Answer: You can cut back the plants now and they will resprout, grow and produce in fall. Not all varieties respond the same to this, but I have had some success doing it. There is another way...
Some Texas gardeners will start a new plant from an old one this time of year. Take the end of a vine and lay it in a hole with about 6" of the end sticking out. Cover it with soil and water the spot well every day or so for a week. In a couple of weeks, you can cut the new plant from the "mother plant" and remove the mother plant.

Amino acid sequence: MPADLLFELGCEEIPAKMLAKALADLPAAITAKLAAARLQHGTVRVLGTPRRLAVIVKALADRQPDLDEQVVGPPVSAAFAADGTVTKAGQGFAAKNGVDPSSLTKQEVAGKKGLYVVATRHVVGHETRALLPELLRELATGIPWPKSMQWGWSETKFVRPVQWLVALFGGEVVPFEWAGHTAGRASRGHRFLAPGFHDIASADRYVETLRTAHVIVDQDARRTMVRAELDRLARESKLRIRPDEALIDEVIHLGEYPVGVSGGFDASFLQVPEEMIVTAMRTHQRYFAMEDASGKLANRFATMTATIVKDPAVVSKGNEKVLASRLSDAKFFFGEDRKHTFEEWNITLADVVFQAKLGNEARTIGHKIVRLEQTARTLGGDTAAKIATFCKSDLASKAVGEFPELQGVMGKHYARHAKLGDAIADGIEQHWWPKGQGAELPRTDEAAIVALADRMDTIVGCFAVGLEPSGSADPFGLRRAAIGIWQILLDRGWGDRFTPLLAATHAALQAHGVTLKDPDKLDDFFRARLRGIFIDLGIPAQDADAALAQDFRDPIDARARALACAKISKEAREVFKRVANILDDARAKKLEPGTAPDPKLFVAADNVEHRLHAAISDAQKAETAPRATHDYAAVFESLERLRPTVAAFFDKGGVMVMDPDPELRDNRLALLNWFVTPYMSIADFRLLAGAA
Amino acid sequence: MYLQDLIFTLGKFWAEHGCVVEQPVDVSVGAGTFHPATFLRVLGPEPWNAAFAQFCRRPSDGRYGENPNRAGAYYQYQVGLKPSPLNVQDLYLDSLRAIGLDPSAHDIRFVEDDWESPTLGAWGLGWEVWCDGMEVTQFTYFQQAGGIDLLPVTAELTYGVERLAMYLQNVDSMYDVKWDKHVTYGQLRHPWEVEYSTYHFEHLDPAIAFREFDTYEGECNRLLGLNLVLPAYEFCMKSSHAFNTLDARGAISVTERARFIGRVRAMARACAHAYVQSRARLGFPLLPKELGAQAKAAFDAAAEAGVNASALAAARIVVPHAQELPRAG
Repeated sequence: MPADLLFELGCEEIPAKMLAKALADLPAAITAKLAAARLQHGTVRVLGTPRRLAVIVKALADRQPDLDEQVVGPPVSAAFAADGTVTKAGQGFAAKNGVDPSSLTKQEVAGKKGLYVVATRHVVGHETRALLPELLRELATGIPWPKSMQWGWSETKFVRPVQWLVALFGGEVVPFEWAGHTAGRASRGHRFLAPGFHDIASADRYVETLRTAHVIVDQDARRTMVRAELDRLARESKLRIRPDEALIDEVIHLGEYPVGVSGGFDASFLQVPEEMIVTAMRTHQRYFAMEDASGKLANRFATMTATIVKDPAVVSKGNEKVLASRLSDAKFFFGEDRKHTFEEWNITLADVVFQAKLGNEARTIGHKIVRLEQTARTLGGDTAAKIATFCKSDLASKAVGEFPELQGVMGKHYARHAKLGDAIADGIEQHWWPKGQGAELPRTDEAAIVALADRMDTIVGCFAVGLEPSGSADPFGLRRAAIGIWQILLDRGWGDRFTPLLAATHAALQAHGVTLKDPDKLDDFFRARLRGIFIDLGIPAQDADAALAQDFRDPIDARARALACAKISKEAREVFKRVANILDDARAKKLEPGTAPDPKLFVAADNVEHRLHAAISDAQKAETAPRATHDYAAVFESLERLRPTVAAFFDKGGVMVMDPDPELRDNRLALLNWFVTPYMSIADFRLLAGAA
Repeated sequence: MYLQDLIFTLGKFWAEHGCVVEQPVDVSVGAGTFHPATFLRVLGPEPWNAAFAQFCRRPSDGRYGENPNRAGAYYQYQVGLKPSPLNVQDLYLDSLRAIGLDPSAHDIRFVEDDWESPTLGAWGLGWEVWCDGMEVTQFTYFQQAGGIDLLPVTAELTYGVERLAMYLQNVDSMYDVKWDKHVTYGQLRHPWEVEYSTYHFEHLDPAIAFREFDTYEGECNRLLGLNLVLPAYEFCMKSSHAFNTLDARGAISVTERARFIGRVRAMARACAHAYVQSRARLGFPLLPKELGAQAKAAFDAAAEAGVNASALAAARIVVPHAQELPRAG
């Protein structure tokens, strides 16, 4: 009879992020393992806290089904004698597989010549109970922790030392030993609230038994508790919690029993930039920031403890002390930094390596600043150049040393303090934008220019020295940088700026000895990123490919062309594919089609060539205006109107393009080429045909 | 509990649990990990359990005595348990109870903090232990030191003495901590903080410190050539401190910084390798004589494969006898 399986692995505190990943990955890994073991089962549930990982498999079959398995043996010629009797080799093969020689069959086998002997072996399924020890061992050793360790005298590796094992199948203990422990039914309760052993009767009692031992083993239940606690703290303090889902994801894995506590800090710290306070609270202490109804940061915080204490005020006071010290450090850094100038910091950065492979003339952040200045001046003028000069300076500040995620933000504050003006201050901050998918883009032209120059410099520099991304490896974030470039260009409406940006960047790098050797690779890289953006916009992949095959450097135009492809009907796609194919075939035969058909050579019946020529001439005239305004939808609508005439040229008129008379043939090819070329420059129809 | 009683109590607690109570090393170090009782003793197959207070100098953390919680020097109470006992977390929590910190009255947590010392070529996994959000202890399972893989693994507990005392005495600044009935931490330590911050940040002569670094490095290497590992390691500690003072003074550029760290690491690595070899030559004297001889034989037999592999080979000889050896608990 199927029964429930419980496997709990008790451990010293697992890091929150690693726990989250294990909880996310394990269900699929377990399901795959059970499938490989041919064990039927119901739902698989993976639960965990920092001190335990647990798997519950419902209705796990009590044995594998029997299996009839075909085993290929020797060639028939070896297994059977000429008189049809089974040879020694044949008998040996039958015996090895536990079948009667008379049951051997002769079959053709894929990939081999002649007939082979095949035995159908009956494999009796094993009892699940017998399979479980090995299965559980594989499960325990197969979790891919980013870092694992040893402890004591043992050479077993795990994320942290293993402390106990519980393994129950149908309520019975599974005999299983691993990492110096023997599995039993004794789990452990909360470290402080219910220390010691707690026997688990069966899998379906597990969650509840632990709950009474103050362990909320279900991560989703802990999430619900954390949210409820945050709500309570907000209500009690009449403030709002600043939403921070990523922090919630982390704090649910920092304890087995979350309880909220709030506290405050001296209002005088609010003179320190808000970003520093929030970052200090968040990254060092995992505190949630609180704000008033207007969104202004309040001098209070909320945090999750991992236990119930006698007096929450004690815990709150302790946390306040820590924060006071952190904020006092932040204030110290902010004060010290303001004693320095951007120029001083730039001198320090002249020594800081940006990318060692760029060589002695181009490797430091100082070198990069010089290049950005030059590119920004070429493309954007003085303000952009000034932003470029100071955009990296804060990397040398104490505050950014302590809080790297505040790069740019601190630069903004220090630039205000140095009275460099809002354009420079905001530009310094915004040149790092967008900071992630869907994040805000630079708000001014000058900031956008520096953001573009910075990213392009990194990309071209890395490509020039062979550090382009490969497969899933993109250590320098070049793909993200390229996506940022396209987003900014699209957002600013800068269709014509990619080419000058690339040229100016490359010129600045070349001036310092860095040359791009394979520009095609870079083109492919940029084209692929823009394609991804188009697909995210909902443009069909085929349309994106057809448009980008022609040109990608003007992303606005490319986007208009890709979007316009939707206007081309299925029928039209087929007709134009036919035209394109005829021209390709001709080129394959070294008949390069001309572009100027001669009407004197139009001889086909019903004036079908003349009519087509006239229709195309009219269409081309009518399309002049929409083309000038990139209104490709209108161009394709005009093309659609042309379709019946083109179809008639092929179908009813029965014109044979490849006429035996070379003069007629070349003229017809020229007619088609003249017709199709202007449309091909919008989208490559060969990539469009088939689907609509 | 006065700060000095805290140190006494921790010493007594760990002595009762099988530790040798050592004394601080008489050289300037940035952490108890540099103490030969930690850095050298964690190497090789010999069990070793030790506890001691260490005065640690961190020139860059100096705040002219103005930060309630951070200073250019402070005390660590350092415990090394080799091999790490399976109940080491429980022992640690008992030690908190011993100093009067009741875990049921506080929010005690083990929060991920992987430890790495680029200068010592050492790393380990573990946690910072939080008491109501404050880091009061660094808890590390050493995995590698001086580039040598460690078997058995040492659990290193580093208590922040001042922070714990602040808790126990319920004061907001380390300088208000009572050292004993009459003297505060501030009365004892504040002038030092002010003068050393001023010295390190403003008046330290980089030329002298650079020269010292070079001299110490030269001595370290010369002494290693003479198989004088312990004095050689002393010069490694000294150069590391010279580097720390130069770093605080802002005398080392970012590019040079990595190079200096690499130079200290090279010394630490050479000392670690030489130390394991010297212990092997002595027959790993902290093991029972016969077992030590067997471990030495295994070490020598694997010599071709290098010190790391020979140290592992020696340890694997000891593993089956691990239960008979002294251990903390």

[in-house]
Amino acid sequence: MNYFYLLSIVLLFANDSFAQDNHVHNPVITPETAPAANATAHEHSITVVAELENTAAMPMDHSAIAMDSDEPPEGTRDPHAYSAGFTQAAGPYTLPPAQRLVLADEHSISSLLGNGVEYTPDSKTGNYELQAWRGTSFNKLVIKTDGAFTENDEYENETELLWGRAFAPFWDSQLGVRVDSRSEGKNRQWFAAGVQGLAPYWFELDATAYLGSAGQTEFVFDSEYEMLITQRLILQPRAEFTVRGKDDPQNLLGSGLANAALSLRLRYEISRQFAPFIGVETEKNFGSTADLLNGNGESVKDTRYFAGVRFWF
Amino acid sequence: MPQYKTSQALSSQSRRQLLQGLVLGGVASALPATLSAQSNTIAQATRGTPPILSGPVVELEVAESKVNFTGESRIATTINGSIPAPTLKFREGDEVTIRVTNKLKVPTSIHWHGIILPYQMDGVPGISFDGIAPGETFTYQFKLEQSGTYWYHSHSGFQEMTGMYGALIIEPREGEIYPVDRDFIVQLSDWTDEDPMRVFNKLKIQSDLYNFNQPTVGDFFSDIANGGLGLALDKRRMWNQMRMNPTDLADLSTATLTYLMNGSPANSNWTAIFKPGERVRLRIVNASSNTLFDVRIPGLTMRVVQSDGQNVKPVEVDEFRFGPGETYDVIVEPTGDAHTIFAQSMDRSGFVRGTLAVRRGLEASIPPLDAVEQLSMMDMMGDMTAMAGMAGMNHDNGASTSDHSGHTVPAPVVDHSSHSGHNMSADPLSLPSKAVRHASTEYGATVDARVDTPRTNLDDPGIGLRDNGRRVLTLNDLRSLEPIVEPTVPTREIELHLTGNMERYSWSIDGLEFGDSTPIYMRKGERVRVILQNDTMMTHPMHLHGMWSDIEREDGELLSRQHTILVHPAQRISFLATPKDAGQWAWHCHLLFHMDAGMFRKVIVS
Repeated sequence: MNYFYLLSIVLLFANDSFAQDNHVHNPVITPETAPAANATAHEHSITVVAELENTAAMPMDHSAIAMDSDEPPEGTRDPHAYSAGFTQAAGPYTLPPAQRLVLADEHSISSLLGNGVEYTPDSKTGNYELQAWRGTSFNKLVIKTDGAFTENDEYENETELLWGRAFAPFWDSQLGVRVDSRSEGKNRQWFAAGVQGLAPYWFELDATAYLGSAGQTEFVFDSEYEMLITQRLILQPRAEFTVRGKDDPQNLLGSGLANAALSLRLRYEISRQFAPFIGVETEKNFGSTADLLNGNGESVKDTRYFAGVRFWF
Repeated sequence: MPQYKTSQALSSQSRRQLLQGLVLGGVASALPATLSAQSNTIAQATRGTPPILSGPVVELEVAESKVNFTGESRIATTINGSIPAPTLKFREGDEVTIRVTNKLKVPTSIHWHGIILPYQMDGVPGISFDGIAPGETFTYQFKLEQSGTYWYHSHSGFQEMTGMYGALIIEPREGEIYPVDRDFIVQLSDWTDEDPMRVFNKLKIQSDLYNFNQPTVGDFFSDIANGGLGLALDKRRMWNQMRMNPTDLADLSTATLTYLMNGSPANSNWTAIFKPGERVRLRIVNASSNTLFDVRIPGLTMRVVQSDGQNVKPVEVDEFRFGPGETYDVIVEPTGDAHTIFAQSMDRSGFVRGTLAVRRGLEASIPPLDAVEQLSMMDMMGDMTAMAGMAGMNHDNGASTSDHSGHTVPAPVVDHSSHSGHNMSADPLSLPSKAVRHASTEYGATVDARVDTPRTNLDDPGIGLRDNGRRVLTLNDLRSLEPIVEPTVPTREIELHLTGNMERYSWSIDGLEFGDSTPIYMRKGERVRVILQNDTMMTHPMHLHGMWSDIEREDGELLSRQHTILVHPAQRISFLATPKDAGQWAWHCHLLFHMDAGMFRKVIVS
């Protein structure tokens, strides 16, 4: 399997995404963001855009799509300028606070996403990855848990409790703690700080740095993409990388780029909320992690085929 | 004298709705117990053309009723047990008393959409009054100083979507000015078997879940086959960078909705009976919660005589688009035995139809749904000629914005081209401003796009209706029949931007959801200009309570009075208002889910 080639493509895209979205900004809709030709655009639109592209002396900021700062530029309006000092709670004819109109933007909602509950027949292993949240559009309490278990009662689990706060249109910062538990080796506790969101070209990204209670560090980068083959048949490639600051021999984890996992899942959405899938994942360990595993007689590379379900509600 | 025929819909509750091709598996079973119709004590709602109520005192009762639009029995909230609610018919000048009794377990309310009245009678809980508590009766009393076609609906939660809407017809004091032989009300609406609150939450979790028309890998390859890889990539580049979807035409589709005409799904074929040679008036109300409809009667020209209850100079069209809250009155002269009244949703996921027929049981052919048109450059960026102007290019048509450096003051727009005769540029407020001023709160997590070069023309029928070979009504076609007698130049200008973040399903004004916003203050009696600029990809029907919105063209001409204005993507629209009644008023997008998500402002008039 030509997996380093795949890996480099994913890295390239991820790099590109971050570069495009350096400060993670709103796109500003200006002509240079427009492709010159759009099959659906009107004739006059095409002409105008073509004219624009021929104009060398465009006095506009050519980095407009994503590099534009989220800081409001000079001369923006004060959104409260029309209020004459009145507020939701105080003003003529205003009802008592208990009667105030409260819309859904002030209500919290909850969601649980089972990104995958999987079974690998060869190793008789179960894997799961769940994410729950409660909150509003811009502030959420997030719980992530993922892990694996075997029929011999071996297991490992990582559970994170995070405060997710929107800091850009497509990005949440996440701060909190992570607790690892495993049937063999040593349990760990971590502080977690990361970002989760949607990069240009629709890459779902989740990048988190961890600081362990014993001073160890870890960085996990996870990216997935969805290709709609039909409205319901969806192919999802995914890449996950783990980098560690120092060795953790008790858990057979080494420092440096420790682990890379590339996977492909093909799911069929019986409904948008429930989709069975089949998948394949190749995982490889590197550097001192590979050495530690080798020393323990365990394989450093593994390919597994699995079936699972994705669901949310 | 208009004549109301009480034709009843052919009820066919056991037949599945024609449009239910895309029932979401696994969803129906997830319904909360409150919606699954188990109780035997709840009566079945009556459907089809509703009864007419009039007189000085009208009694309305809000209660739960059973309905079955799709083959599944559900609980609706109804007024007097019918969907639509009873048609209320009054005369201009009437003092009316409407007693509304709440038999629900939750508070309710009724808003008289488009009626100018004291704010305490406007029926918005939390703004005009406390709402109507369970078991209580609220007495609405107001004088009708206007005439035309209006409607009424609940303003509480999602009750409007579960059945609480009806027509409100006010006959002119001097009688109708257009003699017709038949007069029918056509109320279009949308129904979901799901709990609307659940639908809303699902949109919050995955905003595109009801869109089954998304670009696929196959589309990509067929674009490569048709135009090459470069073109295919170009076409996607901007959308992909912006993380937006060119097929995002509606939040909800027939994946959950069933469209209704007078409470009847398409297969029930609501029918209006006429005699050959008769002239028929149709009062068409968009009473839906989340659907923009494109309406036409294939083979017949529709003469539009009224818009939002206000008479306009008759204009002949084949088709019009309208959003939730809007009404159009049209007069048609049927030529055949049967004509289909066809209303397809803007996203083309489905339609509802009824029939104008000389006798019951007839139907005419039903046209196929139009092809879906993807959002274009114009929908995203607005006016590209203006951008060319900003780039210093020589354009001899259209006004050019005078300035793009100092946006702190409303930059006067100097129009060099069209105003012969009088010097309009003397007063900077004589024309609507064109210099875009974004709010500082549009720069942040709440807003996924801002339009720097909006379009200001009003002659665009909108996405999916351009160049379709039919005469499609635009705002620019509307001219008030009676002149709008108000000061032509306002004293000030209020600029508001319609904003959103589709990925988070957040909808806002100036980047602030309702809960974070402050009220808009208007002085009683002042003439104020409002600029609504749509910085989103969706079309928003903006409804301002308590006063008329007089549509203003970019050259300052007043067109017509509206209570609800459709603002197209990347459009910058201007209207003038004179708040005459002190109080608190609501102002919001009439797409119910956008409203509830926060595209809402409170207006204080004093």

By September your new plant will be producing for you. Make sure and keep mites and other pests under control. Keep the plant growing vigorously with occasional fertilizer applications.
Good luck with those fall tomatoes!
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